A joint operation by the Economic and Financial Crimes Commission, United States Postal Inspection Service and the United Kingdom Serious Organized Crimes Agency has substantiated that a lot of counterfeit checks are being shipped via mail out of Nigeria.

From This Day courtesy of AllAfrica.com:

A statement by Osita Nwajah Head, Media & Publicity of EFCC said the exercise is the first multi-national interdiction operation of outward bound packages in the country. It saw agents of the three law enforcement agencies poring through tones of outward bound packages in the pre-exporting mail processing centres of the Nigerian Postal Service (NIPOST) and private courier companies like FedEx, UPS and DHL. The operation produced startling discoveries of how criminal elements operating from the country ship fake documents and counterfeit financial instruments abroad. In several packages were found fraudulent identification and counterfeit financial instruments neatly concealed in carbon paper to evade the sensors of scanners.

In all, 15,129 counterfeit cheques related to advance fee fraud scams were intercepted. They include 6,948 blank cheques and others drawn for the sums of $145.9 million, Euro 211,077, 218.00, over two million Pounds Sterling and 120,450.00 Canadian dollars.

Thus far, according to the report, no arrests have been made. The checks used in different variations of the advance fee scam are normally mailed in quantity to distributors and then mailed to the individual victims to cash. My guess is that this effort was to gather evidence, which will enable law enforcement to tie in the counterfeit checks to criminals in several different countries.

To substantiate this guess, the article in This Day states:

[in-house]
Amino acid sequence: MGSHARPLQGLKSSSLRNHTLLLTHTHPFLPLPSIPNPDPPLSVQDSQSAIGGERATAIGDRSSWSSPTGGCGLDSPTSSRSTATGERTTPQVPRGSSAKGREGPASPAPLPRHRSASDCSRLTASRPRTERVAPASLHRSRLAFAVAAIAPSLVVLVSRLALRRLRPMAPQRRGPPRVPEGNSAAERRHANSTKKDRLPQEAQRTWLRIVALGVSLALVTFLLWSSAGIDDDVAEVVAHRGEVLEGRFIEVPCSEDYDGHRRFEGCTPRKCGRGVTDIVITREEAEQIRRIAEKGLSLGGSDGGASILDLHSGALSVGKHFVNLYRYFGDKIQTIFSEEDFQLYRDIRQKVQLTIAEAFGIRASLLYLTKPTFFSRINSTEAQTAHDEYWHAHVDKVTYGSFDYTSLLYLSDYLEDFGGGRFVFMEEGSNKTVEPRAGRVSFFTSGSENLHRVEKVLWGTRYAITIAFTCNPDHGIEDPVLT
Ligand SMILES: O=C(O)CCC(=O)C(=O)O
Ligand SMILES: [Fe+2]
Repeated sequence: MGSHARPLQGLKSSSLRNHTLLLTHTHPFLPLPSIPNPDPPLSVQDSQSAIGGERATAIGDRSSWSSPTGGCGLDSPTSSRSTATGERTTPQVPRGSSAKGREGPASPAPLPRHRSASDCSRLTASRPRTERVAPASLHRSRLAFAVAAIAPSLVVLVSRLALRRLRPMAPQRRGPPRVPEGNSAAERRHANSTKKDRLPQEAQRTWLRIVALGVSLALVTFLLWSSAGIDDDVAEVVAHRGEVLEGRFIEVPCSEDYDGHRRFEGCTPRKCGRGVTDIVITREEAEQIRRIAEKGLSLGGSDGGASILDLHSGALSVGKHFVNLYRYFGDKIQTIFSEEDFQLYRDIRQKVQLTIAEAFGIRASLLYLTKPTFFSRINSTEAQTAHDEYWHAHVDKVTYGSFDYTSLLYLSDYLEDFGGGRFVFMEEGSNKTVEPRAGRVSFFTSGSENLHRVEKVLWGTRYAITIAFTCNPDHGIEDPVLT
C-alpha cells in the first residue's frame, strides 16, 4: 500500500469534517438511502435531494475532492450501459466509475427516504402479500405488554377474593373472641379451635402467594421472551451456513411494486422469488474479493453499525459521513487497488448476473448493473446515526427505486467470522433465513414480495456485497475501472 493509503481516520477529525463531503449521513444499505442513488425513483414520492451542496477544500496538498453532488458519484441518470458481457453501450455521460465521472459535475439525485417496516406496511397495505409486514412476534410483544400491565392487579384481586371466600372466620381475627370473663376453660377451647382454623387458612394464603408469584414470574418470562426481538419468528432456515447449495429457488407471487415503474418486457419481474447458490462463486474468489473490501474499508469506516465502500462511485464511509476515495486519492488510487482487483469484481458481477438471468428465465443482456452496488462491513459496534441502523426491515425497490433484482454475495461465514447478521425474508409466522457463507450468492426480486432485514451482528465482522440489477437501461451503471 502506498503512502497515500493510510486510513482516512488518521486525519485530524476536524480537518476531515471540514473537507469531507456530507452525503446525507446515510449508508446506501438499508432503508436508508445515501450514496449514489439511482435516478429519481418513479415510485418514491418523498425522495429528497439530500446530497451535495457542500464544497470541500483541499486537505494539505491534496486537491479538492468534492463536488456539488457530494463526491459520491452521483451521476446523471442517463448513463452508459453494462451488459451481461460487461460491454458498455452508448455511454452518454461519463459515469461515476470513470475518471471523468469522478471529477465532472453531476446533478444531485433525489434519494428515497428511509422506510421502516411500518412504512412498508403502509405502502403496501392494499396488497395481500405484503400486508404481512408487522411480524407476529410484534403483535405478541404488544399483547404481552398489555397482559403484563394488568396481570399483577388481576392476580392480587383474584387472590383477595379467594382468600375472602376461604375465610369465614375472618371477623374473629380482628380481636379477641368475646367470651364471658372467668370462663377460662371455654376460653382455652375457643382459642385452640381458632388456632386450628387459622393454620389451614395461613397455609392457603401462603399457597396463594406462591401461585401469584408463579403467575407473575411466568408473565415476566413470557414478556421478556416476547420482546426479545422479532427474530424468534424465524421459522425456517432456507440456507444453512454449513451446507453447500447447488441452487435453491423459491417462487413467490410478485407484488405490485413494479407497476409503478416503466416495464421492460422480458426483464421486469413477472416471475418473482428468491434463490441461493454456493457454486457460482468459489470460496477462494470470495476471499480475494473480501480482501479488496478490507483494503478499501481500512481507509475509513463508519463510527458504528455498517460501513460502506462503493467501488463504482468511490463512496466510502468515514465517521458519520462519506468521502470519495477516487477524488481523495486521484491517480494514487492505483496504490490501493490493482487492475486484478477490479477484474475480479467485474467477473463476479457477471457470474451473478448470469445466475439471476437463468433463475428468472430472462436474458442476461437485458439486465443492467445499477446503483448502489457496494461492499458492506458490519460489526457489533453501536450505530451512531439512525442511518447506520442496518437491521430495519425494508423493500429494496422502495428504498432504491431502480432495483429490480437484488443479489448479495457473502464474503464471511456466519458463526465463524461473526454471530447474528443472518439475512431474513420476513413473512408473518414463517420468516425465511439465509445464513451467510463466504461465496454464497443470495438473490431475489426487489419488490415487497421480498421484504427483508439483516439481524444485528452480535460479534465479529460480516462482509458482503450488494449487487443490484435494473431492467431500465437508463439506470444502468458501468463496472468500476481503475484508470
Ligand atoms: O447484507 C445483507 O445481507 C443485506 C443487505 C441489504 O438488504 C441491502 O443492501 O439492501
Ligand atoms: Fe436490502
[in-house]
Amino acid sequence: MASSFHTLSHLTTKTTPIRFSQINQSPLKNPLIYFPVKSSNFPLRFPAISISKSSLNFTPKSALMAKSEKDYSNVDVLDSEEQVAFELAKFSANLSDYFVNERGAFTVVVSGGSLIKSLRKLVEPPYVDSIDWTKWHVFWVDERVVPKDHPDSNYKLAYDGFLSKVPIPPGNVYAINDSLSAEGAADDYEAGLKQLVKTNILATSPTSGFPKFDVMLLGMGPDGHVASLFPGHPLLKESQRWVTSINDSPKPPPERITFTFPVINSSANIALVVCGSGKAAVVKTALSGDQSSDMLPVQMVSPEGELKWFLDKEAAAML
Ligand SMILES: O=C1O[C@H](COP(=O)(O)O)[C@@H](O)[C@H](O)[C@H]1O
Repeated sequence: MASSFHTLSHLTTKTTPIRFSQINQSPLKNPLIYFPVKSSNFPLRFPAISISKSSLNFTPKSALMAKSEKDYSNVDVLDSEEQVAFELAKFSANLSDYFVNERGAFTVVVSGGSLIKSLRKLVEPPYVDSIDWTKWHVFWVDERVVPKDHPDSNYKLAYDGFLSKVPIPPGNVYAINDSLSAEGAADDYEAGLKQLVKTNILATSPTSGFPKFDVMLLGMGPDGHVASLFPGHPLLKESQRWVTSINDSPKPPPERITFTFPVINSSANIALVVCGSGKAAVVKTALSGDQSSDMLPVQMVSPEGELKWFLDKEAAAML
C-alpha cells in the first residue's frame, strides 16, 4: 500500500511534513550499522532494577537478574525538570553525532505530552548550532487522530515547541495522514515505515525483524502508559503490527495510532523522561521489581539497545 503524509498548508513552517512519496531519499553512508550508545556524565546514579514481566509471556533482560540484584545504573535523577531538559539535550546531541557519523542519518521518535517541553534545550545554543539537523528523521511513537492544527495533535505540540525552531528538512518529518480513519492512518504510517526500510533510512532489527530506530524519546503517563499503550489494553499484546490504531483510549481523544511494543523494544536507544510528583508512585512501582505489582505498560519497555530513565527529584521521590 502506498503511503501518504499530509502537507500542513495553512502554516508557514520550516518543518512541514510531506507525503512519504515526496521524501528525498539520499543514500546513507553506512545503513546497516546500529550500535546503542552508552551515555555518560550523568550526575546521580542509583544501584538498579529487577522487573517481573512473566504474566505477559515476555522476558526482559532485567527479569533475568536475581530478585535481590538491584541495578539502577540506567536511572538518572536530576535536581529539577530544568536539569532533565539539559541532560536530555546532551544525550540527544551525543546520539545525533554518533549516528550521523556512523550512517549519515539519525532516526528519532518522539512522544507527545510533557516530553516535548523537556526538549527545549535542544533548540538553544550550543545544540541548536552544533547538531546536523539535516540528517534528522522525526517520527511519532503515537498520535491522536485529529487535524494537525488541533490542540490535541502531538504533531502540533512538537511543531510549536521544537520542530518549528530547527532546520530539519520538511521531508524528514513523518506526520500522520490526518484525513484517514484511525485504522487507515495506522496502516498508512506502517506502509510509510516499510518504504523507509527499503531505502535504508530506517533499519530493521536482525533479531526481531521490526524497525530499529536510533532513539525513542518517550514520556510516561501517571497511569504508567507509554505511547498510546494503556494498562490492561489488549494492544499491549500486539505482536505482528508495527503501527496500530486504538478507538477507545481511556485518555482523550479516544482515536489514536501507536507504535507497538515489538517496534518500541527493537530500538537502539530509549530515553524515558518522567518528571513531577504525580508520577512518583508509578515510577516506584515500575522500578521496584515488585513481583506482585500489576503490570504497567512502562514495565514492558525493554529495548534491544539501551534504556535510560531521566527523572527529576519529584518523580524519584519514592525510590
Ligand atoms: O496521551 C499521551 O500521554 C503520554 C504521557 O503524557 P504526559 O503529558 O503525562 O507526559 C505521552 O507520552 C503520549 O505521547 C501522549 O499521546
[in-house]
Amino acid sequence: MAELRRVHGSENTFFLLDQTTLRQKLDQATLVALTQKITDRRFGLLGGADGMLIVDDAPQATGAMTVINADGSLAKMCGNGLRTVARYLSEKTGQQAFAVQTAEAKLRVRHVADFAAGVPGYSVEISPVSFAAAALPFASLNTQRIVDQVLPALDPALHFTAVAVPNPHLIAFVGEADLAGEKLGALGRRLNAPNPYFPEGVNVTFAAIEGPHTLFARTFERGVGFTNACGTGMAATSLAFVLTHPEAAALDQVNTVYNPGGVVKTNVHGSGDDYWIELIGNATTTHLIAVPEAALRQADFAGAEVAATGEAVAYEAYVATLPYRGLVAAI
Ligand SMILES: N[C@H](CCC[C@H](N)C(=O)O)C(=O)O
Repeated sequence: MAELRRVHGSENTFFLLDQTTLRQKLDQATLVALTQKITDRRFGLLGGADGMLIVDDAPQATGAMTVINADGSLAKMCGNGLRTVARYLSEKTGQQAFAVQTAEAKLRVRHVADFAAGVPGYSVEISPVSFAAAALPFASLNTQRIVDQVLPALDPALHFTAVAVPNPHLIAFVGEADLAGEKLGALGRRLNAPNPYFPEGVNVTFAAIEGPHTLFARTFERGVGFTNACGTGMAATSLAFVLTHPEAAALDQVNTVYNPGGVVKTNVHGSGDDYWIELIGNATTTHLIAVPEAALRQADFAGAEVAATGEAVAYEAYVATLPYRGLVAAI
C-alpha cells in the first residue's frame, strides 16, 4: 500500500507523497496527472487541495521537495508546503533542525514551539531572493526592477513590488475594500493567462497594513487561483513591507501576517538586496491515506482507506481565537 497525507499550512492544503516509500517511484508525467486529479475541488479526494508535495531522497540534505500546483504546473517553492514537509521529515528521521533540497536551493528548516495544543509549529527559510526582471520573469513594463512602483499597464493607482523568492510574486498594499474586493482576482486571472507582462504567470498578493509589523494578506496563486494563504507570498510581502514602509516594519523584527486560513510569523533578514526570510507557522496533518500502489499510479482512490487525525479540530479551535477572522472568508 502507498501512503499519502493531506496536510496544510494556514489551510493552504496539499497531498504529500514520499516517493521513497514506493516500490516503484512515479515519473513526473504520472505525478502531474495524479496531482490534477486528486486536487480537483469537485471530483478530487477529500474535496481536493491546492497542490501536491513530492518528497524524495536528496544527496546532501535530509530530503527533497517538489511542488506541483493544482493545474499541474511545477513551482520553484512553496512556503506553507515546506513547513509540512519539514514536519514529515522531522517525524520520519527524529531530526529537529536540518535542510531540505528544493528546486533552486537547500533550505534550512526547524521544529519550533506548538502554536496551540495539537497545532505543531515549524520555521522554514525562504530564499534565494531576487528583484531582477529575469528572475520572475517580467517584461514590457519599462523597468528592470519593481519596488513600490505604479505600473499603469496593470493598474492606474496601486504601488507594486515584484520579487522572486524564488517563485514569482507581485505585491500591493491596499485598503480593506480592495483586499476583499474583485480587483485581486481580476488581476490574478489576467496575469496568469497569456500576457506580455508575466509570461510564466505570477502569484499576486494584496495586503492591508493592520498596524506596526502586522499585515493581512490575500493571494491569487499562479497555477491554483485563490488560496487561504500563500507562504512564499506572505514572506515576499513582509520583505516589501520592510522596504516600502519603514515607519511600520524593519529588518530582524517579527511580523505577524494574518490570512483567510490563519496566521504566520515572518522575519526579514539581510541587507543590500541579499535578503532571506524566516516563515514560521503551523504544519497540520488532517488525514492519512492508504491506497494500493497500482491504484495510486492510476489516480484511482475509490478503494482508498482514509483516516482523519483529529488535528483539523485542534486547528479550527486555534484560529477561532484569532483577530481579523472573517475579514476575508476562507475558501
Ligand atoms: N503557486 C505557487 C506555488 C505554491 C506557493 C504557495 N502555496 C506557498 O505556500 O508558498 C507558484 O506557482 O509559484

Similar interdiction operations were carried out simultaneously in Spain, the Netherlands, United Kingdom, Canada and the United States. The global initiative against 419 scam will climax with an international press conference in Washington DC, to be conducted by Chief Executives of selected law enforcement agencies around the world. The EFCC is one of the agencies invited, the statement pointed out.

In an advance fee scam, social engineering ploys (trickery) are used to dupe people into cashing these bogus financial instruments and wiring the money back to the criminals behind the scheme.

When the check is discovered to be fraudulent, anywhere from right on the spot to about ten days later, the person passing the item is left holding the bag. This can translate into a loss of their freedom (getting arrested), being held financially liable, or a combination of both these consequences.

Interestingly enough, the report states that fraudulent identification documents were being shipped along with the counterfeit checks. This might lead some to speculate that not all of these items are intended to be pawned off on advance fee victims. Counterfeit checks and counterfeit identification documents are a well-known combination used by individuals, or groups committing the more intentional variety of check fraud.

Advance fee victims are duped into using their own information to cash the items.

A new trend has been noted called reverse scamming, also. This occurs when scammers have the bogus instruments sent to them, cash them and then never follow the instructions to wire the money.

If confronted, these reverse scammers will always proclaim (loudly) to be victims, however if they don’t wire any money anywhere, their intent in passing the item is pretty obvious.

Hopefully, enough evidence has been gathered in this operation to prosecute fraudsters all over Europe and North America, as well as in Nigeria.

The Economic and Financial Crimes Commission’s motto is “The EFCC will get you anywhere …..anytime.” With a little luck, this investigation might end up proving how true this statement is!

This Day story, here.

A lot of people are led to believe that advance fee scams are all from Nigeria. Although some of them are, Nigeria isn’t the only point of origin for this activity. In fact, because of all the press on Nigerian scams, I’ve seen a lot of these other advance fee fraudsters impersonate Nigerians to lay the blame, elsewhere.

Counterfeit money orders, gift and travelers cheques have been circulating in these scams in the recent past, also.

I’ve written other posts about how the EFCC goes after criminal activity, here.

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